Am I an artist or A Black Artist?


Last week I was watching the incredible and inspiring film Basquiat, about the painter Jean Michel Basquiat played magnificently by Jeffrey Wright. I was struck by a scene where he is getting interviewed by a sleazy reporter played by Christopher Walken. The dialogue goes like this:

Interviewer (Christopher Walken): Do you consider yourself a painter or a black painter?

Basquiat: Oh I use lots of colors not just black.

If you are Black and an artist you most likely have asked yourself, ‘am I an artist or a black artist?’ Growing up I was so frustrated by the notion of a separate category for Black people. I remember being offended in third grade when we were learning about inventors. We only got exposure to Black inventors in a book solely dedicated to ‘Black inventors’, and the general, euro-centric writing and history on ‘inventors’ focused on White inventors and their contributions. Fueled by the racism of my teachers and my peers I was determined to prove that Black people were not only just as good as Whites, but better. I was offended by the notion of giving us sub-categories; it felt otherizing and reminiscent of Jim Crow separate but equal. However, as I continued to develop I became conflicted, because I saw merits in staking out our own identities and perspectives in the world in terms of politics and culture. A type of self-othering I suppose, but in a radical sort of way that reflected our self-organization and struggles for freedom in this oppressive world. Within myself I saw the necessity to distance myself from the power structure of this country and define myself as a Black woman artist struggling against it. I did not want my art to be absorbed by bourgeois norms; I did not want it to be commodified. I wanted it to be a conscious statement against a system that seeks to otherize me for profit so I fit into its racist, sexist division of labor. My framework begin to change. I no longer needed acceptance by the racist capitalists to prove I could play their game better then them. I wanted to destroy their game. And that is when I began to understand the importance of identifying as a Black artist; an artist for the people.

That said, when I walk into Borders Books and check out their ‘Black Literature’ section I am reminded that capital will always try to steal our art and re-create it through the process of commodity production and sell images of digestible ‘Blackness’. The white Bourgeoisie has always stolen our culture, broke it down, consumed it, then vomited it back up in a product to sell and make money off of, and for the right amount they have always been able to exploit Black artists and include them in the production. Look at the plethora of shitty rappers on the radio or modern-day minstrel/mammie movies, such as Bringing Down the House or Soul Plane. This has been happening since the time of slavery with the popularity of the minstrel shows. But it became very clear during the historical period of the Harlem Renasissance, where a thriving community of Black artists were producing influential paintings, poetry, jazz, novels, dancing, ect., most of the nightclubs and galleries were owned by the White petty bourgeois and many Black artists were financially supported by White benefactors. This obviously influenced  what type of artist and art got exposure. Artist who expressed radical or controversial ideas that differed from the dominant norms were marginalized and struggled to survive. A perfect example of a controversial figure was Zora Neal Hurston, my favorite writer. In a time where male writers dominated the scene and presented a certain image of ‘Blackness’, which largely showed Black people as victims of the brutal and violent racist system, she rebelled against it. She was a fiery, Black woman, who chose to write about other fiery , Black women, and depicted the strength and humanity of Black people rather than victimized them. There’s a reason why Langston Hughes poems (less radical ones of course) will occasionally pop up in public school text books, while Zora died impoverished and unknown in an unmarked grave.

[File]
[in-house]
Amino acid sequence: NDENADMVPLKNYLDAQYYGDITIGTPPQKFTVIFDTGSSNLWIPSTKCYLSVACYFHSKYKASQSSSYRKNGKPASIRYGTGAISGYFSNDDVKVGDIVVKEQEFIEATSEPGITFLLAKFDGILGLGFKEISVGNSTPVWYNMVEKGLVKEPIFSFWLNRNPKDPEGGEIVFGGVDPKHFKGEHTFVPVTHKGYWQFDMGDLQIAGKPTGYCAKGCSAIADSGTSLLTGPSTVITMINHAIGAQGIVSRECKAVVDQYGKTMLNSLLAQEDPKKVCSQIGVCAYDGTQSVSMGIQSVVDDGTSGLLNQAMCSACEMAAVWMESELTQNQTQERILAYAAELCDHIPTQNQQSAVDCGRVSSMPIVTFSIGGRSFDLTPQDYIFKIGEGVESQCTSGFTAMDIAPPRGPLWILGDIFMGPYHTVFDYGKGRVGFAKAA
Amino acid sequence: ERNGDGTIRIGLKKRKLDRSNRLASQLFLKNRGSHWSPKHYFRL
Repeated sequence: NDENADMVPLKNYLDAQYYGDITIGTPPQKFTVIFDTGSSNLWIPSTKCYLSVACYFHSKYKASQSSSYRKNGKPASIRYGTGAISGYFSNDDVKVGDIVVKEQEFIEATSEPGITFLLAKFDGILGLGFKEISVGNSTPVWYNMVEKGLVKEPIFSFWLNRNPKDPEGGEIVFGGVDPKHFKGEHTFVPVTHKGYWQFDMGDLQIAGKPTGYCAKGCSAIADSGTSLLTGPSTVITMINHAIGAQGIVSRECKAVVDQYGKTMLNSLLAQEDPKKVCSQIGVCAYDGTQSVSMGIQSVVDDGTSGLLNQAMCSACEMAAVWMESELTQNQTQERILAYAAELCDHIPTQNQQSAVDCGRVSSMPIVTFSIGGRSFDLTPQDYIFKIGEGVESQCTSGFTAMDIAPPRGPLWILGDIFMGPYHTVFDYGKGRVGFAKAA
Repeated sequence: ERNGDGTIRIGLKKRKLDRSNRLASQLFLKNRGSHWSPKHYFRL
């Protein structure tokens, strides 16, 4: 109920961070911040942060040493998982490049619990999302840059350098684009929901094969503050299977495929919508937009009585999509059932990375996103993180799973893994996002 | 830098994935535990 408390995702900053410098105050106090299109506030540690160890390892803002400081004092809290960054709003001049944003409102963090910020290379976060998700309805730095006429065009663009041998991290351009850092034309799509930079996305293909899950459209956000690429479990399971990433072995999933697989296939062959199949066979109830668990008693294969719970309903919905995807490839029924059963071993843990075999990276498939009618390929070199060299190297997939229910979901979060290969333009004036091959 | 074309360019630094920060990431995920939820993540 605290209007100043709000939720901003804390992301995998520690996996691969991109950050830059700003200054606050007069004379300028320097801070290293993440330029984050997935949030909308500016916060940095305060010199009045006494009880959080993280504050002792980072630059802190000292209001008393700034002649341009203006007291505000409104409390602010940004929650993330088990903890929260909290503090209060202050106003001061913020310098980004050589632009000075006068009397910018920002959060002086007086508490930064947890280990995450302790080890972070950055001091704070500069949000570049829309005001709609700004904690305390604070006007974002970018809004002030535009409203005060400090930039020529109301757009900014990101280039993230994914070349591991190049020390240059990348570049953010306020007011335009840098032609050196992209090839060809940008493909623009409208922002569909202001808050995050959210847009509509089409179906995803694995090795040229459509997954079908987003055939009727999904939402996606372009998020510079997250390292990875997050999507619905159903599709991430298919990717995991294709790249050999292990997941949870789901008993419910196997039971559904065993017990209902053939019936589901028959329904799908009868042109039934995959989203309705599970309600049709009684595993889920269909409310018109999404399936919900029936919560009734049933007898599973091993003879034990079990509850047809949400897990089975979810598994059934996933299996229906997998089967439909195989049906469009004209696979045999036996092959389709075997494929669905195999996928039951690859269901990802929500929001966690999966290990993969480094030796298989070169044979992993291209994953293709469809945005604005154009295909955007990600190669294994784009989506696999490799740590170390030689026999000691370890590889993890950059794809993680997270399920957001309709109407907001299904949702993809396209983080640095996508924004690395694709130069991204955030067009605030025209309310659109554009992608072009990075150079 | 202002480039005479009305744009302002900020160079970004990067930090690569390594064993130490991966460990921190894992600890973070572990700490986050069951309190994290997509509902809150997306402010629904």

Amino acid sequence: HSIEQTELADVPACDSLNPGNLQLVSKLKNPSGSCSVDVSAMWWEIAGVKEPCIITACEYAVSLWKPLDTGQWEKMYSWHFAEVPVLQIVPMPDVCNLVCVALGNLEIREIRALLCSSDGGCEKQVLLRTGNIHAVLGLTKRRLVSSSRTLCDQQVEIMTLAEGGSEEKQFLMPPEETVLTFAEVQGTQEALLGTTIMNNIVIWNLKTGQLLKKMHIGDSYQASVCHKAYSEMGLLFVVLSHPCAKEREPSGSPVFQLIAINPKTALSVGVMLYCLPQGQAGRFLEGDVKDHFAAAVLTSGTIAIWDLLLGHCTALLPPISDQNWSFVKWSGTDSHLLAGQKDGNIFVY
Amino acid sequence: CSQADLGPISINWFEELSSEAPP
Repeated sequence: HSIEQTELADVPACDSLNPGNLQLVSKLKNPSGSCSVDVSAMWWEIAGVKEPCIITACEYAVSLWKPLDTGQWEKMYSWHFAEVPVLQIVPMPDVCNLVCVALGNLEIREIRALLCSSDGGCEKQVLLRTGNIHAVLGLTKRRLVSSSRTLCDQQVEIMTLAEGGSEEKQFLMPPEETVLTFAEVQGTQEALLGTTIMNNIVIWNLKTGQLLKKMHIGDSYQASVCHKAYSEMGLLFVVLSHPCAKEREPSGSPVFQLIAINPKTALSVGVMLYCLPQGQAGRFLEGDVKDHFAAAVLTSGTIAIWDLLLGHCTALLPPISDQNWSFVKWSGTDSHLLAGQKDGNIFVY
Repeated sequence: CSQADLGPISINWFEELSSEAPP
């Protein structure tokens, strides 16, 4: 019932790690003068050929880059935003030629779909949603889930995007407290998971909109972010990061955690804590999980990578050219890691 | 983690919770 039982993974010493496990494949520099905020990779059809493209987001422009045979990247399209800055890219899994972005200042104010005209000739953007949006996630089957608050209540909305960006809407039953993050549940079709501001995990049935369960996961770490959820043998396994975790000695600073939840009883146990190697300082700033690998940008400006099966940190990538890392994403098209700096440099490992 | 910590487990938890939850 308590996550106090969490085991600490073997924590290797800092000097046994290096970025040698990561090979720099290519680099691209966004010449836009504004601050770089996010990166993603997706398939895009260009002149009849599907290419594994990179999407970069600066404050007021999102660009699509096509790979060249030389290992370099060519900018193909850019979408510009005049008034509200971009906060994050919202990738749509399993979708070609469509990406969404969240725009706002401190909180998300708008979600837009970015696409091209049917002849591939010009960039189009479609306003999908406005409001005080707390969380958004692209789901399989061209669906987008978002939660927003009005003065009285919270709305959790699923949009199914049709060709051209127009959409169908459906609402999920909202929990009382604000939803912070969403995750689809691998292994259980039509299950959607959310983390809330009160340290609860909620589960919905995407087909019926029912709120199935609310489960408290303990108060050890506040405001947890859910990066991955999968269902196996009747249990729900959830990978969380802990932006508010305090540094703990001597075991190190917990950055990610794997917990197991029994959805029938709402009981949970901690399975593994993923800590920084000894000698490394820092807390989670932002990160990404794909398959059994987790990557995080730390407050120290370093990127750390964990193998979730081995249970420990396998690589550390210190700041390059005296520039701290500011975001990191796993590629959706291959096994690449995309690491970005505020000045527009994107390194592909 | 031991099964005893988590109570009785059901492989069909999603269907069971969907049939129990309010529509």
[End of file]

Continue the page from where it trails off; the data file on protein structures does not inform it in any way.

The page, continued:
Even today radical Black writing gets little exposure, due to the dominance of the bourgeois White publishing companies. And I can’t help wondering why the Black writers we do get access to get published over others. For an example, why is Toni Morrison’s novel The Bluest Eye, which depicts a Black man raping his daughter, more interesting to the White Bourgeoisie than other ‘Black’ novels? What is it about the way she represents Black people that appeals to White people more than other writers. Don’t get me wrong, I have mad respect and appreciation for Morrison, but as a struggling artist living under a racist sexist capitalist system, I must question the nature and conditions of Black artist being accepted by the Bourgeois art world.